“There are a lot of people working on it and providing content,” Barber says. Photographs and documents are sourced from library archives. Although Special Collections contains more than 25,000 documents, some photographs were difficult to find, says Curtis.
“We had to do outreach we don’t usually do, but we found things hidden away,” she says. Some organizations donated documents to the project, which Special Collections has since added to its archive.
The app is one of several city historical apps developed by DXY Solutions, a global web design and development company. Barber knew of the DXY platform, which has been used for other city historical apps. Development of the app was funded by grants. While DXY designs the user interface of the app, the data and documents are curated by Nevada historians and librarians. All data syncs with the site, RenoHistorical.org, so that it can be accessible on many types of devices.
Curtis says that the biggest challenge of curating information was writing for a different platform.
“I think when you’re writing for the web, you want to be concise,” Barber says. “Writing for an app, you want to write even less.”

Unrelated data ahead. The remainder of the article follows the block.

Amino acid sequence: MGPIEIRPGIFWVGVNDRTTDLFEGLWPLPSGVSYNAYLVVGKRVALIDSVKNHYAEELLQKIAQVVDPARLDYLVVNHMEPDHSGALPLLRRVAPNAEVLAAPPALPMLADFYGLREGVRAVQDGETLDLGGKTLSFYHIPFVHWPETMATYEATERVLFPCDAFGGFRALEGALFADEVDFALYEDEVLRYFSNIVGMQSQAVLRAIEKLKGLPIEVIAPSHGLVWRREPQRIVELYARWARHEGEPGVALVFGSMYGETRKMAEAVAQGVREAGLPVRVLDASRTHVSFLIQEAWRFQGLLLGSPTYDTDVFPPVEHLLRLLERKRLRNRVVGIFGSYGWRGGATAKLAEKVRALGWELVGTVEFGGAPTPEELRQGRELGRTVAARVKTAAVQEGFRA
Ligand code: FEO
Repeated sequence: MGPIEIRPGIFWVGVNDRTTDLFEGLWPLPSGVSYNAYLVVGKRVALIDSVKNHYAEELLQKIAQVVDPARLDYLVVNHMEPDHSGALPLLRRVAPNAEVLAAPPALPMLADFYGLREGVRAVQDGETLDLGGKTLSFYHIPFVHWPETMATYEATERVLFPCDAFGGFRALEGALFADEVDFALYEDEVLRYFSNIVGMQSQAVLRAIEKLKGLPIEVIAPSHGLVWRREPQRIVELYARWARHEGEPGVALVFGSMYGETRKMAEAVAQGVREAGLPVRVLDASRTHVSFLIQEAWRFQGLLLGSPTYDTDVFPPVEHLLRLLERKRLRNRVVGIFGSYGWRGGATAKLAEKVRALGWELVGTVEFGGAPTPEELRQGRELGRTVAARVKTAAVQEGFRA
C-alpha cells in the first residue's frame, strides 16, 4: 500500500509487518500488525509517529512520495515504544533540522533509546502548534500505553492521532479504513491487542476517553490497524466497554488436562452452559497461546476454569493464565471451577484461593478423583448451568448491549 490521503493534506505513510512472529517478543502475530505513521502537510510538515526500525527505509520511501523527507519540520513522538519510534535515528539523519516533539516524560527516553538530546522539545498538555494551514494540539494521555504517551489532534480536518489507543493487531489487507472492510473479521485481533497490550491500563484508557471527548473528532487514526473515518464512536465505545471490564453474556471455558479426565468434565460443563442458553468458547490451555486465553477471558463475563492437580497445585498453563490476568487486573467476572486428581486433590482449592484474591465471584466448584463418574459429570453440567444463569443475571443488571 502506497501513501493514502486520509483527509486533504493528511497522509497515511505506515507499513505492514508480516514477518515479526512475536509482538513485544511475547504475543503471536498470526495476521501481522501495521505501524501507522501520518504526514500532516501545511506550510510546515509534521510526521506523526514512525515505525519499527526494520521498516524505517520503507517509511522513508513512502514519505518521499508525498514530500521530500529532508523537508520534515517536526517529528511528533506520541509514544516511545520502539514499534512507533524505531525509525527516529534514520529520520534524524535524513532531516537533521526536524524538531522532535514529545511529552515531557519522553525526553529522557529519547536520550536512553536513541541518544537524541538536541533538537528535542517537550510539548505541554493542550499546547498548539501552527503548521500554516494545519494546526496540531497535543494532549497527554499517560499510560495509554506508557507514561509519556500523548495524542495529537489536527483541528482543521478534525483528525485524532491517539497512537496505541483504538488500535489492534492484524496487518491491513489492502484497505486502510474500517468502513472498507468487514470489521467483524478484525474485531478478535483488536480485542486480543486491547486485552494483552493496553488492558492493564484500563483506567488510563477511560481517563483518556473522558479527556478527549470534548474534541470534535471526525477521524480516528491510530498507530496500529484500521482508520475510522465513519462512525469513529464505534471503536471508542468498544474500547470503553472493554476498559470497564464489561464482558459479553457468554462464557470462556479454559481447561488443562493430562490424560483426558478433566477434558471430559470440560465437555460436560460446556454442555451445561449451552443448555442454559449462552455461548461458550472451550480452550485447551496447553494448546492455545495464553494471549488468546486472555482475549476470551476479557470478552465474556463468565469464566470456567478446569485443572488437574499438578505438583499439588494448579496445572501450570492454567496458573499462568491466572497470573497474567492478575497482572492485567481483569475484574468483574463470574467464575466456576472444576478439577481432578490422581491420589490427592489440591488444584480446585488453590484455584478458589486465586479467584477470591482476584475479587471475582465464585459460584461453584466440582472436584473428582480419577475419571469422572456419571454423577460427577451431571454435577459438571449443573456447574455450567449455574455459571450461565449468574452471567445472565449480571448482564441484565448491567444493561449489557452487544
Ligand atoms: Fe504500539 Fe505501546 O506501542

According to Barber, there are more than 90 stories in the app, each profiling a different place and its history. The process of compiling these stories, which feature photographs, multimedia—audio and video clips—and an essay, started about a year and a half ago.
“The app makes it easy to add audio and video features,” Barber says. She has already conducted several interviews with notable Renoites for the app, including Mama Inez of Casale’s Halfway Club.
So far, the app has been a success. It received more than 900 downloads in the first week of its launch in May.Biggest little history
Despite efforts to rebrand Reno, this city has a rich, sometimes humorous, sometimes tragic, history. And although history is visible through architecture, it’s not always visible through plaques or markers sharing dates or stories.
“One of the reasons we wanted to do this was to help bring some of that out,” Barber says. “If you look around Reno, the history is not very well marked. That’s really a limitation. But now we don’t have to physically mark things.” Barber cites buildings like the Washoe County Court House—a user can pull out their phone and tap on the map to learn more about it.
This will benefit both residents and tourists alike because it makes the city more personal to all app users, according to Barber.